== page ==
The recipe for Meat Loaf? Mix explosive theatrical productions with rocking operatic vocals and heat it all up with swoon-inducing, loin-stirring lyrics. Add a dash of sweaty, ruffle tuxedo-topped raw sexual energy, and voila.
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When it came to the singer, more was always more. His powerful voice, impressive range, and powder keg arrangements made movies out of mere songs. Paired with the genius compositions of Jim Steinman, Meat Loaf gave epic arias about endless love, unbearable heartache, and bats out of hell.
Here are 10 blockbuster songs from the man, the myth, the Meat Loaf. Bon Appetit.
10. “Hot Patootie”
Meat Loaf starred in The Rocky Horror Picture Show, playing the small but pivotal role of motoring bad boy, Eddie. He secured the part as the only actor who could get through the character’s fast-paced, word-jumbling number.
“The first two weeks when we were doing the play all we did was the music, they had not given us a script,” the singer explained in an interview. “They come to me on the part of ‘Hot Patootie,’ and Richard O’Brien is here at these rehearsals… he said ‘on this song you’ll never be able to get all the words in. … I wrote it and I can’t sing all the words.’”
9. “You Took the Words Right Out of My Mouth (Hot Summer Night)”
On a hot summer night, would you offer your throat to the wolf with the red roses?, the song opens in unsettling spoken word, setting the stage for the horror show of a popera, “You Took the Word Right Out of My Mouth.”
It was a hot summer night / And a beach was burning / And fog crawling over the sand, Meat Loaf sings the opening act and sends it off with When I listen to your heart I hear the whole world turning / I see the shooting stars falling through your trembling hands.
8. “I’m Gonna Love Her For Both of Us”
“I’m Gonna Love Her For Both of Us” opens with drama. Thundering piano and guttural bass rattle the emptiness as tight guitar and sparse drums shock the space in between, all building to an explosive climax. With lyrics that light a fire in your belly, Meat Loaf blossoms mid-song into the unlikely sex symbol he was known as.
7. “Not a Dry Eye in the House”
Meat Loaf’s voice quakes with emotion in “Not a Dry Eye in the House,” delivering a gut-wrenching performance.
Now there’s not a dry eye in the house / After love’s curtain comes down / Listen and you’ll hear the sound / Hear the sound of a heart breaking, he sings, flashing back to the love that left him. The song builds like a fast-approaching storm of exaggerated piano, trashing guitar, and powerhouse vocals.
6. “Dead Ringer For Love”
Is there anything better than a Meat Loaf-Cher sandwich?
Rock ‘n roll and brew, rock ‘n roll and brew / They don’t mean a thing when I compare ’em next to you, nothing says love like comparing it to music and beer. With a crazed look as he eyes Cher’s cool demeanor, Meat Loaf brings the theatrics like never before in “Dead Ringer For Love,” belting I don’t know who you are, but you’re a real dead ringer for love in the sexually tense bar showdown of a song.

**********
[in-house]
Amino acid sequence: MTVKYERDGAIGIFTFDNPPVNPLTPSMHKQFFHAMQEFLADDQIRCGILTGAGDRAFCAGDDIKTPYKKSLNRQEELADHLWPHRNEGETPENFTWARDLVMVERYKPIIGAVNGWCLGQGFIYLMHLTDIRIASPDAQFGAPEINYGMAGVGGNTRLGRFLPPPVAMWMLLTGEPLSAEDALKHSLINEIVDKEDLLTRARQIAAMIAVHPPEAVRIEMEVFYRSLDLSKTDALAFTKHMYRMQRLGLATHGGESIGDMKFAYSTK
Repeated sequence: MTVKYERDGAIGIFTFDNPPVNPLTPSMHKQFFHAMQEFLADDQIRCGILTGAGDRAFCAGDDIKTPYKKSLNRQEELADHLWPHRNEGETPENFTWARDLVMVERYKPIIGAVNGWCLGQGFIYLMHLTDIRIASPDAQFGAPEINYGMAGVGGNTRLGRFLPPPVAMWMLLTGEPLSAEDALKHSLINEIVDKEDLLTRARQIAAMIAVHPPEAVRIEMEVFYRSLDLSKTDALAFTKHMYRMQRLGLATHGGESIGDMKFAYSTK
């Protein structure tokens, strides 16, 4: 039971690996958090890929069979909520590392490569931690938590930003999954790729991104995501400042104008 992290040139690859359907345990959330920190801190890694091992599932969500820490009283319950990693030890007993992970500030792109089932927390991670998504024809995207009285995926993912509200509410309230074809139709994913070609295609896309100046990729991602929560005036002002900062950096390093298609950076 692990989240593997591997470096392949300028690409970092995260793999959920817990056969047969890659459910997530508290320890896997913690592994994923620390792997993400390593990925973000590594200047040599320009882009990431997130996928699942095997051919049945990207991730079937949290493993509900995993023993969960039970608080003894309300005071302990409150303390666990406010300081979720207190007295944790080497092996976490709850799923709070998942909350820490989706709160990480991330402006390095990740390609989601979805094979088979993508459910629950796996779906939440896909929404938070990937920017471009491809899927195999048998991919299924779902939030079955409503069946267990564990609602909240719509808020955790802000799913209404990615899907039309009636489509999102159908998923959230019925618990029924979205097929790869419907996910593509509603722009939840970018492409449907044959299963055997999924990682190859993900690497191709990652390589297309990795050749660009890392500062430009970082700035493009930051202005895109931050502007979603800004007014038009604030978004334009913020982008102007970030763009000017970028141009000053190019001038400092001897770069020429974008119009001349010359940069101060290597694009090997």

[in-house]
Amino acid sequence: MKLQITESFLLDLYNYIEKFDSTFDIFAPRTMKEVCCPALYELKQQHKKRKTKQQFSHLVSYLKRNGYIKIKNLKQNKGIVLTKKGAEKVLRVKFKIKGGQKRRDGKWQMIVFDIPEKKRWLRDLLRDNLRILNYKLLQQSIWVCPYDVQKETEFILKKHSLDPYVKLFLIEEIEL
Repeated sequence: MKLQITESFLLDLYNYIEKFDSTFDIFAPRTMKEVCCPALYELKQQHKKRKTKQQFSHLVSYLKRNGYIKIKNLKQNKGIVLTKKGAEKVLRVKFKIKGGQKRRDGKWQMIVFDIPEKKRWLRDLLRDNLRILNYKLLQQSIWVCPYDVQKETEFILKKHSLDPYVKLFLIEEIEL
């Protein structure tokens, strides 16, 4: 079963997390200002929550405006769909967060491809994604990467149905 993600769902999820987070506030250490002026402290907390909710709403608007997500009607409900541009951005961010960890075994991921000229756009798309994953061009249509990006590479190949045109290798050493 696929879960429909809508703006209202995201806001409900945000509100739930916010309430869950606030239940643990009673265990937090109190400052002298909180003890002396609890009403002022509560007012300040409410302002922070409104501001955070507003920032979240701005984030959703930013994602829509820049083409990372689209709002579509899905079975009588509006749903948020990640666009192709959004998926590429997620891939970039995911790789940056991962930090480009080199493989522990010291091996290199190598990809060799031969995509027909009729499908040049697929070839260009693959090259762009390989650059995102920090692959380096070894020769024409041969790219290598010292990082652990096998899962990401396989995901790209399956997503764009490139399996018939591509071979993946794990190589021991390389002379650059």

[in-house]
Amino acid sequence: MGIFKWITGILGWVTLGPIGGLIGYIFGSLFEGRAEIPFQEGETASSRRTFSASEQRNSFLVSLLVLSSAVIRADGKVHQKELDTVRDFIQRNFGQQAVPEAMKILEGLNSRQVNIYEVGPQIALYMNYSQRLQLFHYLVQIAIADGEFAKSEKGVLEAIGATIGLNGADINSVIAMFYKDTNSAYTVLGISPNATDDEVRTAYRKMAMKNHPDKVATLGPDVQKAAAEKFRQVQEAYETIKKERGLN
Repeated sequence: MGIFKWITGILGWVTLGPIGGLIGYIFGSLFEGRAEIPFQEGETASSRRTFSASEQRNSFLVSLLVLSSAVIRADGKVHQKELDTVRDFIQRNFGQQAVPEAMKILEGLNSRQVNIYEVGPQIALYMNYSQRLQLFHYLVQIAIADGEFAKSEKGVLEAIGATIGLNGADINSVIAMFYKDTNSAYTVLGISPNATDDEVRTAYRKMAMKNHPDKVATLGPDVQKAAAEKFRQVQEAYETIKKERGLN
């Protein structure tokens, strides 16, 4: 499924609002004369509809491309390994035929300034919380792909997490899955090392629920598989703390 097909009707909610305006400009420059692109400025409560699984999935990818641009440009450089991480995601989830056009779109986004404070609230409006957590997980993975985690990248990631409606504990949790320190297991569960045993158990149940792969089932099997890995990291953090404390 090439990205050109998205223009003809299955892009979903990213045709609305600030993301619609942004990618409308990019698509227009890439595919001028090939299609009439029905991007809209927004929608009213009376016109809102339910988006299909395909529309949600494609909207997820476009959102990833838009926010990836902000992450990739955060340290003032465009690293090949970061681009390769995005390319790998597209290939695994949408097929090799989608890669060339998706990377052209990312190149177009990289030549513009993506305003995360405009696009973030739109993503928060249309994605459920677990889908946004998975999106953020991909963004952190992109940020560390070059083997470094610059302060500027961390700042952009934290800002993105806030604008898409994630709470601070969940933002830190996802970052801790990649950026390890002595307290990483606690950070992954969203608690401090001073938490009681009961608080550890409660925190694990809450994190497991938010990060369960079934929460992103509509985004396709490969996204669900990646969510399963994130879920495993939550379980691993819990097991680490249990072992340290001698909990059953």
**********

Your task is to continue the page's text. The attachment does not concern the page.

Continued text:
5. “I’d Lie for You (And That’s the Truth)”
Playing like a reprise to “I’d Do Anything For Love (But I Won’t Do That),” the music video for “I’d Lie for You (And That’s the Truth)” is supposed to pick up where Meat Loaf’s 1993 hit leaves off until it explodes into a big cinematic Indiana Jones-like production.
4. “Bat Out Of Hell”
I’m gonna hit the highway like a battering ram / On a silver-black phantom bike / When the metal is hot, and the engine is hungry / And we’re all about to see the light / Nothing ever grows in this rotting old hole / And everything is stunted and lost / And nothing really rocks, and nothing really rolls / And nothing’s ever worth the cost
The song’s writer, Jim Steinman, explained “Bat Out Of Hell” was written as “a rock ‘n roll sci-fi version of Peter Pan.” It tells a teenaged tragedy with Steinman saying in a conversation about his classic works, “There is something so thrilling to me about that operatic narrative that involves a cataclysmic event, especially one so perfectly in tune with a teenager’s world, and rock and roll, as a car or motorcycle crash.”
3. “Paradise By the Dashboard Light”
Releasing an 8-minute-long single about car sex is bold. Unless you’re Meat Loaf, then it’s just a regular day. “Paradise By the Dashboard Light” is an over-performed, exaggerated, delirious mix of rock, funk, and baseball game about young love, ultimatums, and nefarious deeds in parked cars.
2. “I’d Do Anything For Love (But I Won’t Do That)”
A raucous power ballad kicking off with a revving motorcycle, hyperactive keys, and thrashing strings, Meat Loaf’s most famous tune “I’d Do Anything For Love (But I Won’t Do That)” sings of unconditional love, on one condition—he won’t do the ambitious that.
A music video with the production budget of a full-length film, the mini-movie is part Phantom of the Opera and part Beauty and the Beast with a killer soundtrack.
1. “Two Out of Three Ain’t Bad”
I want you / I need you / There ain’t no way I’m ever gonna love you / Now don’t be sad / ‘Cause two out of three ain’t bad, Meat Loaf sings in the emotionally-driven tune. A song about settling because happy endings are only found in fairytales, “Two Out of Three Ain’t Bad” shows a reserved side of Meat Loaf, a side that has been hurt before.